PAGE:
WWETAC Projects

Project Title: Landscape-level effects of fuel treatments on wildfire risk and carbon in central Oregon

Status: Ongoing

Principal Investigators: Nicole Vaillant and Alan Ager, WWETAC

Collaborators: Mark Finney, USDA Forest Service, Rocky Mountain Research Station, Missoula Fire Sciences Laboratory, Missoula, MT; Andrew McMahan, SofTec Solutions, Inc., Ft. Collins, CO

E-mail Contact: Nicole Vaillant, nvaillant[at]fs.fed.us

Key Issues: Several studies have investigated the tradeoffs from implementing fuels reduction treatments for the purpose of reducing wildfire severity and their effect on carbon stocks, CO2 emissions from treatment, and avoided wildfire emissions as a result of treatments (i.e. Finkral and Evans 2008, Hurteau et al. 2008, Hurteau and North 2009, Reinhardt and Holsinger 2010).  Although informative, these studies are limited to stand-level assessments where the probability of fire is 1.  We propose to look at landscape-level fire simulations to calculate carbon pools and emissions for expected (where burn probability is <<1) and conditional (where burn probability is 1) scenarios for both treated and untreated landscapes.

Study Objectives and Goals:

  1. Quantify the effectiveness of fuel treatments to reduce modeled wildfire risk (fire size, burn probability and conditional flame length) by vegetation type in 2010;
  2. Quantify simulated treatment C emissions by vegetation type;
  3. Quantify carbon emissions by vegetation type from modeled wildfires in 2010;
  4. Quantify carbon pools by vegetation type, with and without fire, for untreated and treated landscapes for 2010 (immediately after wildfire simulations) and 2020; and
  5. Compare outcomes of 3 & 4 for expected (calculated for a random ignition and a single wildfire event in the study area) and conditional (where all points on the landscape are burned) scenarios.

General Description: This project is taking place on the Deschutes National Forest in central Oregon.  The project includes simulation of thousands of fires using a command line version of FlamMap to determine wildfire risk coupled with stand-level runs of the Forest Vegetation Simulator with the Fire and Fuels Extension (FVS-FFE) to calculate expected and conditional standing carbon. Simulations occur on both treated and untreated landscapes.  Treatments are only allowed to be simulated in general forest matrix, deer habitat, visual corridors, and late successional reserves only when none of the area is or has potential to be northern spotted owl (Strix occidentalis caurina) habitat.  Simulated treatments include three year process including: a thin from below to a vegetation specific basal area, a fuel move, and an underburn. Treatments were simulated on about 20% of the landscape (Figure 1).  More specifically:

  1. Estimate p(Fi), the probability of every stand burning at a given fire intensity i;
  2. Estimate the loss of carbon for a given fire intensity, ΔCi. This is accomplished by burning each stand in FVS-FFE while varying the flame length;
  3. For each pixel, calculate Expected standing carbon, E(C) = C – Σ(p(Fi) * ΔCi), where C is the carbon before the fire, and Σ(p(Fi) * ΔCi) is the expected carbon given a random ignition on the landscape and a severe fire event.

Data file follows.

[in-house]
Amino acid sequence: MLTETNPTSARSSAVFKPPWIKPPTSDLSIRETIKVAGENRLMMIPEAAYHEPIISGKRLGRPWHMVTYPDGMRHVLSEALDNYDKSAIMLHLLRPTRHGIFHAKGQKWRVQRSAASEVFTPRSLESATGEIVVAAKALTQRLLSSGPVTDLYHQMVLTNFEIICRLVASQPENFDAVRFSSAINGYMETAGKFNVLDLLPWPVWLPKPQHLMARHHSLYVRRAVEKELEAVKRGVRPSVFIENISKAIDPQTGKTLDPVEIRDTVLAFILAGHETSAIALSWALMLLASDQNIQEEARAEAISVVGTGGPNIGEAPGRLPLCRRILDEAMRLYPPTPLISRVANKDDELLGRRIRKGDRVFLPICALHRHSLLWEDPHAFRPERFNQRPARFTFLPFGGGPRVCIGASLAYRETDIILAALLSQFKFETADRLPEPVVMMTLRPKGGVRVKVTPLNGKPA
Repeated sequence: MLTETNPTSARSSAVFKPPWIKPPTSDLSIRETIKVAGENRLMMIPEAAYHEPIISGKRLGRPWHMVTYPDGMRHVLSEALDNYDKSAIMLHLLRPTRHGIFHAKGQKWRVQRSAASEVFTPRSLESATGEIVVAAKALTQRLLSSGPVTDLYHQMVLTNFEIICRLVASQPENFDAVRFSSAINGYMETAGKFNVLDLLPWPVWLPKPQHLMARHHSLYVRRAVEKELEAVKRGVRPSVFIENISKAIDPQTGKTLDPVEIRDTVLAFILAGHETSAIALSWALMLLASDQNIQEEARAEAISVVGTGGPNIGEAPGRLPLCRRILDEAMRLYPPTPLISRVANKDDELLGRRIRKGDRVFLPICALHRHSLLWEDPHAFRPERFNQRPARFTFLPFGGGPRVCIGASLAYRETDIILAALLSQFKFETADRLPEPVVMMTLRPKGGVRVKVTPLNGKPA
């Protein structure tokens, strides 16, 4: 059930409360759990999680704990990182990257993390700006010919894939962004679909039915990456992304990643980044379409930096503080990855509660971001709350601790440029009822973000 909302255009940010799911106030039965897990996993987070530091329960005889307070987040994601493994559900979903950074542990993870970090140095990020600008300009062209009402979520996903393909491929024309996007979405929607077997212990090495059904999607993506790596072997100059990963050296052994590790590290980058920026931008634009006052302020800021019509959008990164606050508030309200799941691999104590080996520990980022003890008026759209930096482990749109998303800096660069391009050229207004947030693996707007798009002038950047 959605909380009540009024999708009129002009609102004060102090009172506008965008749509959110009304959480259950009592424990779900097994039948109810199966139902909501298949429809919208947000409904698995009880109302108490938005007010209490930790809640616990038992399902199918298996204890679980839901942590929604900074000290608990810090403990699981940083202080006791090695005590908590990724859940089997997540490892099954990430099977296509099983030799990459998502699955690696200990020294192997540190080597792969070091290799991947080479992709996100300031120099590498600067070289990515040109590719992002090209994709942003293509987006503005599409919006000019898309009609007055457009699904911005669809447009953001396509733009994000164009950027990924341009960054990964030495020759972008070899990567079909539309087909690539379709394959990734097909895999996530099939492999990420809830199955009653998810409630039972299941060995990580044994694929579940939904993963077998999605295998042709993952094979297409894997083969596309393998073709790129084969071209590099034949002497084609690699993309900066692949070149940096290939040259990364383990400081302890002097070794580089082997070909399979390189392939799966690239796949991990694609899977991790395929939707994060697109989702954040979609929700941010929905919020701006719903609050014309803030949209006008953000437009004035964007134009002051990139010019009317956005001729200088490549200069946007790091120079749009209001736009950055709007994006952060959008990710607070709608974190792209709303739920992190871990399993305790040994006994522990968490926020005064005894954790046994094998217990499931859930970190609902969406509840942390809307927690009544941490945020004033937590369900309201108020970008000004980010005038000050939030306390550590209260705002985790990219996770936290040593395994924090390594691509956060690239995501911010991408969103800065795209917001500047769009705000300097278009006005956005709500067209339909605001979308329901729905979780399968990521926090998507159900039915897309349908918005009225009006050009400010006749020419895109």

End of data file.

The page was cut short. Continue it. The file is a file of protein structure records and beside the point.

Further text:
4. For each pixel, calculate Conditional expected standing carbon, CE(C) = Σ(p(Fi)/p(F) * ΔCi), where conditional expected carbon is the amount of carbon given that the distribution of fires occurs (i.e. burn probability = 1).
  5. Simulate fuel treatments and re-calculate values described in #1, #2, #3, and #4 above for the treated landscape.

fuel treatment locations

Figure 1. Fuel treatment locations on the Deschutes National Forest.

preliminary results

Figure 2. Preliminary results of expected and conditional total stand carbon and above ground live carbon for 2010 and 2020. Total stand carbon includes live trees, understory vegetation, snags, surface fuels, ground fuels, and harvested carbon stored in manufacturing products (if applicable). Above ground live carbon includes live trees and understory vegetation. Expected stand carbon is remaining carbon given a random ignition and a single wildfire event in the study area. Conditional stand carbon is remaining carbon given every pixel in the landscape burns.


Deliverables and Citations:

Ager AA, Finey MA, McMahan AM. In press. Measuring the effect of fuel treatments on forest carbon using landscape risk analysis. Natural Hazards and Earth System Sciences.

Cathcart J, Ager AA, McMahan AM, Finney MA. In press. Carbon offsets from fuel treatments using a risk analysis. Proceedings of the 2009 National Silviculture Workshop, Boise, ID.  June 15-18. Rocky Mountain Research Station, General Technical Report RMRS-P-X.

Finkral AJ, Evans AM. 2008. The effects of a thinning treatment on carbon stocks in a northern Arizona ponderosa pine forest. Forest Ecology and Management 255: 2743–2750

Hurteau MD, Koch GW, Hungate BA. 2008. Carbon protection and fire risk reduction: toward a full accounting of forest carbon offsets. Frontiers in Ecology and the Environment 6(9): 493–498

Hurteau MD, North M. 2009. Fuel treatment effects on tree-based forest carbon storage and emissions under modeled wildfire scenarios. Frontiers in Ecology and the Environment 7:409-414

Reinhardt E, Holsinger L. 2010. Effects of fuel treatments on carbon-disturbance relationships in forests of the northern Rocky Mountains. Forest Ecology and Management 259(8): 1427-1435

Project ID: FY10AA75